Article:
September 2018
Volume 18, Issue 10
Open Access
Vision Sciences Society Annual Meeting Abstract  |   September 2018
Multisensory Detection: Using Vision and Haptics to detect hidden objects.
Author Affiliations
  • Julie Skevik
    Vision and Haptics Laboratory, School of Psychology and Clinical Language Sciences, University of Reading
  • Peter Scarfe
    Vision and Haptics Laboratory, School of Psychology and Clinical Language Sciences, University of Reading
Journal of Vision September 2018, Vol.18, 92. doi:10.1167/18.10.92
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      Julie Skevik, Peter Scarfe; Multisensory Detection: Using Vision and Haptics to detect hidden objects.. Journal of Vision 2018;18(10):92. doi: 10.1167/18.10.92.

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      © ARVO (1962-2015); The Authors (2016-present)

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Abstract

Data from several studies show that when information is available from both vision and haptics simultaneously, people have a higher level of precision in discriminating properties such as size and shape, compared to either cue in isolation (Ernst and Banks 2002; Helbig and Ernst 2007). Most studies on the topic of visuo-haptic cue combination have focussed on discrimination, while few studies have investigated the effects on detection. In this experiment, we investigated whether these benefits would hold true in detection tasks, which have more relevance to applied situations such as the detection and delineation of cancerous tumours in medical imaging data (Abbey and Eckstein 2009). Participants had to compare two image patches presented on a computer monitor in a two-alternative forced choice task and detect which of the two patches contained a hidden 2D Gaussian profile. Information was available from touch, vision or both touch and vision simultaneously. Haptic feedback was provided by a desktop Phantom force feedback device and visual reliability parametrically manipulated by adding Gaussian white noise to each patch. Haptic stimuli maintained a constant level of reliability across conditions. Our findings are in line with those of previous discrimination studies. Observers are consistently better at detecting the hidden Gaussian signal across visual noise levels when both visual and haptic information were available, compared to either modality in isolation. We discuss our results in relation to models of optimal sensory cue combination, applied tasks such as tumour delineation and examine the haptic predictors of good performance.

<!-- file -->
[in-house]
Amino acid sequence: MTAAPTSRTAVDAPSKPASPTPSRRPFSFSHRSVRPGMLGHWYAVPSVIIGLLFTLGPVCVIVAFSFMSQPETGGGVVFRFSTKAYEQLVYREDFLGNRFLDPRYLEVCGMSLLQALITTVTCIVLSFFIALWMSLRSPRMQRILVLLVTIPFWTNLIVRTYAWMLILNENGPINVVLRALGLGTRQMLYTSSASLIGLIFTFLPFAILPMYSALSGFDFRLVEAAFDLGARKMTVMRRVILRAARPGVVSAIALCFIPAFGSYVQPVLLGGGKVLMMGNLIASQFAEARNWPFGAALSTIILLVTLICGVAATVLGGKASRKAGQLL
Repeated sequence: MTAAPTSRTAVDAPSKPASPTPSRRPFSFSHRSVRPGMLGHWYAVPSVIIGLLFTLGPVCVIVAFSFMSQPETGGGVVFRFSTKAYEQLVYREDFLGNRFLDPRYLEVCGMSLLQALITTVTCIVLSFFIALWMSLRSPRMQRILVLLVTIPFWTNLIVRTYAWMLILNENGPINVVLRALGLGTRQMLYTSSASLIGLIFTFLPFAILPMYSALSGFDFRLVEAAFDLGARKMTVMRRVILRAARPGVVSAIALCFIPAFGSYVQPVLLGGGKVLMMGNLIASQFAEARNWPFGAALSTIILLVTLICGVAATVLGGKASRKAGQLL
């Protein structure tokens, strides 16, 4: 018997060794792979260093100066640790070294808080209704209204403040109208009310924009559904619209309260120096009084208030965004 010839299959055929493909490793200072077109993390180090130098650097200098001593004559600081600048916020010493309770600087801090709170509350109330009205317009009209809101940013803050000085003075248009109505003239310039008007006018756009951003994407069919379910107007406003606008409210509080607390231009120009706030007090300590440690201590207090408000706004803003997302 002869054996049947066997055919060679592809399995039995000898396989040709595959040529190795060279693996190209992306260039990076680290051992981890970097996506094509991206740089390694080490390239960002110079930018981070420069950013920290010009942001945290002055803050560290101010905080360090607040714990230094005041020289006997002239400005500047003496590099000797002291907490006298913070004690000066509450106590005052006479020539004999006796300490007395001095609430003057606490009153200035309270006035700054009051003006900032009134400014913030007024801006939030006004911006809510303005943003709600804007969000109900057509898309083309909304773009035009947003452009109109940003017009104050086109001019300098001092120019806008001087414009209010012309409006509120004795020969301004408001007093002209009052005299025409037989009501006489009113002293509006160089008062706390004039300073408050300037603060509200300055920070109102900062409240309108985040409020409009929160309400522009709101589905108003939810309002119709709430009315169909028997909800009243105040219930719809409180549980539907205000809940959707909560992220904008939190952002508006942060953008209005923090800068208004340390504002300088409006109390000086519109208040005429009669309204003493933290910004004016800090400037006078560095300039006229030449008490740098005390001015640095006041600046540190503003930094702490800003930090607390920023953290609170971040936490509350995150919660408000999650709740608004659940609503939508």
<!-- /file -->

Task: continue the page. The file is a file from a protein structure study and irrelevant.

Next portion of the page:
Meeting abstract presented at VSS 2018

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